If you’ve ever shared a meme or Facebook post that includes the words “you are part of the problem,” chances are pretty good that you are part of the problem.
I’m sure I’m guilty of that at some point, however, I make it a personal policy to not share mean and hurtful (hateful?) things on social media, specifically Facebook. I have other social media accounts, but Facebook is the one I use the most. I have a bi-polar love-hate relationship with it, but like an abused spouse I can’t seem to pull away from it.
I have more than 1,000 friends on Facebook, but I bet I’ve unfollowed or snoozed about half of them because of all the nasty stuff they keep sharing. Most of it has to do with hating the media (hey, that’s me!), or just the lies, hatred, and flat-out meanness of their posts.
I highly doubt that most people realize that by sharing such things they are engaging in cyberbullying. Even if what they are sharing is correct (or at least is in line with their beliefs or political persuasion), just the simple act of sharing it is in itself vile and divisive. It doesn’t help anyone. As I said earlier, if the post has the words “you are part of the problem,” then the post itself is derogatory and a form of bullying. This needs to stop!
I realize at this point that some of you might be getting ready to hit back at me with the whole First Amendment free speech spiel but hear me out. I’m not saying you shouldn’t exercise your right to free speech or free expression, I’m simply calling for civility, decency, fairness, and honesty.
Before sharing or posting anything on any social media platform, ask yourself a few simple questions. I like to see if it passes the four-way test of the Rotary Club: Is it the truth? Is it fair to all concerned? Will it build goodwill and better relationships? Will it be beneficial to all concerned? If the answer is no to any of those four questions, then don’t do it.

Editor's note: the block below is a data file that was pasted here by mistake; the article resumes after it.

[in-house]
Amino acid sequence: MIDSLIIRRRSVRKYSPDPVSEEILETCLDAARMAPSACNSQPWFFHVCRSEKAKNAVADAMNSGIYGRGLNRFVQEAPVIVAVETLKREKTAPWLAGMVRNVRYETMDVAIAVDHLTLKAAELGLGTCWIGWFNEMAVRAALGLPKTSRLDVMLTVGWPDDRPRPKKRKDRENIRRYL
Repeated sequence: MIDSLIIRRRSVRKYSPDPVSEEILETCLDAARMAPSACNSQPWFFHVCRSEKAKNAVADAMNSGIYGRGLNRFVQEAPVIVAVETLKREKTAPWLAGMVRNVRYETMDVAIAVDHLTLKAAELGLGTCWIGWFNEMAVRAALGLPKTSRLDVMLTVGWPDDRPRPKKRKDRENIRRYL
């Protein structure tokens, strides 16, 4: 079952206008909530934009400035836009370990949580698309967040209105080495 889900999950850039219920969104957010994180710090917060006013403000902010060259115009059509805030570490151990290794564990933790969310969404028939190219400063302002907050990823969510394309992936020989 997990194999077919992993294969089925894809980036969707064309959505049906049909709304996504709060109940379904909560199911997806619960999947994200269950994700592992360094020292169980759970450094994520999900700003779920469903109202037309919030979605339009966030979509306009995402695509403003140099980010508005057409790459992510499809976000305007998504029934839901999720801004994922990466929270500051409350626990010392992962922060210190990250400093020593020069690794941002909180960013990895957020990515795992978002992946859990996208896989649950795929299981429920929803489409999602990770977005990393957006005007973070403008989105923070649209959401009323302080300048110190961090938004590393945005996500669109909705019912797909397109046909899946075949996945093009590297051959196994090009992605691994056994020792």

If that isn’t enough of a filter, ask yourself if you would say that to your mother or grandmother. You could also ask yourself “what would Jesus do?” Also, would you say it face-to-face with each person you are trying to reach? At the very least I bet you’d tone down the rhetoric or at least clean up the language.
This brings us to the Golden Rule: Do unto others as you would have them do unto you. If you don’t want people lying or saying terrible things to you, then please don’t do it to them. If you feel so compelled to talk politics, try to avoid tearing down the other side and instead use positive, persuasive terms to build up your side. Rather than bashing the other party or candidate, promote your own.
The same thing applies to debates over masks and shutting down businesses to combat COVID-19. You’re not going to convince anyone that it’s right or wrong to wear masks if you’re calling them a moron for doing or not doing so. The only thing you’ll succeed at is making a jerk of yourself and losing friends and/or respect.
I could go on with many other examples, but I want to go back to the 2016 election for a minute. Does anyone recall the news about how Russian bots were generating inflammatory social media posts with the intent to influence the outcome of the election? Has it occurred to anyone that bots might be doing the same thing again? I’m not saying they are, but I think it’s well within the realm of possibility.
In addition to the aforementioned questions, I ask that before sharing a post on social media that you please consider its source. Is it from someone you know (and not just shared by them)? Is the root source a trusted person or media site? Is the information factual and presented in a positive tone, or is it only partly true or just a headline or photo that gets you fired up?
Before sharing a click-bait headline, have you actually read the article or watched the video it takes you to? Quite often headlines online are misleading or have nothing to do with the story. Most people are not going to bother to check the link before sharing it. Don’t be that person. Don’t be part of the problem. Let’s work to be the solution and put the “social” back in social media.